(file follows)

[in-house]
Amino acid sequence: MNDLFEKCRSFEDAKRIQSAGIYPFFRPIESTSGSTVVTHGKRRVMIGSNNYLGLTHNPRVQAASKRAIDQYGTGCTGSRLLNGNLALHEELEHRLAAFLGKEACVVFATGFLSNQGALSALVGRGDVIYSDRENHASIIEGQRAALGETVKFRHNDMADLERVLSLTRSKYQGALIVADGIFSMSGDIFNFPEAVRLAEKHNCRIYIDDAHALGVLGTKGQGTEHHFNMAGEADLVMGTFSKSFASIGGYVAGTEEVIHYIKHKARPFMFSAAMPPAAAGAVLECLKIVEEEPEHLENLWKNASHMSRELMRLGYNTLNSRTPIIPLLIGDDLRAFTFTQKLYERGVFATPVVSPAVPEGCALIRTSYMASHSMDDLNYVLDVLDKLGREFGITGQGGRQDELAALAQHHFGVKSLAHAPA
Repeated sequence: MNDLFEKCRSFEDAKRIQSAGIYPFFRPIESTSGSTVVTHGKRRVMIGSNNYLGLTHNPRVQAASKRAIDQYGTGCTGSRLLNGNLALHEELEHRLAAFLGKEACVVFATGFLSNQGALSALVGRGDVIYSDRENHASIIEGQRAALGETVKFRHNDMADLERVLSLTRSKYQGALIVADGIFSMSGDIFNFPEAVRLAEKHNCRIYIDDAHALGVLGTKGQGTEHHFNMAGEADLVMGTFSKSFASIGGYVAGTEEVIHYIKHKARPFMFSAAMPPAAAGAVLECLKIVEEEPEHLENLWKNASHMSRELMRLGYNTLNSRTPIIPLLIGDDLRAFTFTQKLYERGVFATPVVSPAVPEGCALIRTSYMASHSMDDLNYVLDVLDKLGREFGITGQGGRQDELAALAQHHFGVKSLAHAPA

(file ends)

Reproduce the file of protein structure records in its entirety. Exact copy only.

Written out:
[in-house]
Amino acid sequence: MNDLFEKCRSFEDAKRIQSAGIYPFFRPIESTSGSTVVTHGKRRVMIGSNNYLGLTHNPRVQAASKRAIDQYGTGCTGSRLLNGNLALHEELEHRLAAFLGKEACVVFATGFLSNQGALSALVGRGDVIYSDRENHASIIEGQRAALGETVKFRHNDMADLERVLSLTRSKYQGALIVADGIFSMSGDIFNFPEAVRLAEKHNCRIYIDDAHALGVLGTKGQGTEHHFNMAGEADLVMGTFSKSFASIGGYVAGTEEVIHYIKHKARPFMFSAAMPPAAAGAVLECLKIVEEEPEHLENLWKNASHMSRELMRLGYNTLNSRTPIIPLLIGDDLRAFTFTQKLYERGVFATPVVSPAVPEGCALIRTSYMASHSMDDLNYVLDVLDKLGREFGITGQGGRQDELAALAQHHFGVKSLAHAPA
Repeated sequence: MNDLFEKCRSFEDAKRIQSAGIYPFFRPIESTSGSTVVTHGKRRVMIGSNNYLGLTHNPRVQAASKRAIDQYGTGCTGSRLLNGNLALHEELEHRLAAFLGKEACVVFATGFLSNQGALSALVGRGDVIYSDRENHASIIEGQRAALGETVKFRHNDMADLERVLSLTRSKYQGALIVADGIFSMSGDIFNFPEAVRLAEKHNCRIYIDDAHALGVLGTKGQGTEHHFNMAGEADLVMGTFSKSFASIGGYVAGTEEVIHYIKHKARPFMFSAAMPPAAAGAVLECLKIVEEEPEHLENLWKNASHMSRELMRLGYNTLNSRTPIIPLLIGDDLRAFTFTQKLYERGVFATPVVSPAVPEGCALIRTSYMASHSMDDLNYVLDVLDKLGREFGITGQGGRQDELAALAQHHFGVKSLAHAPA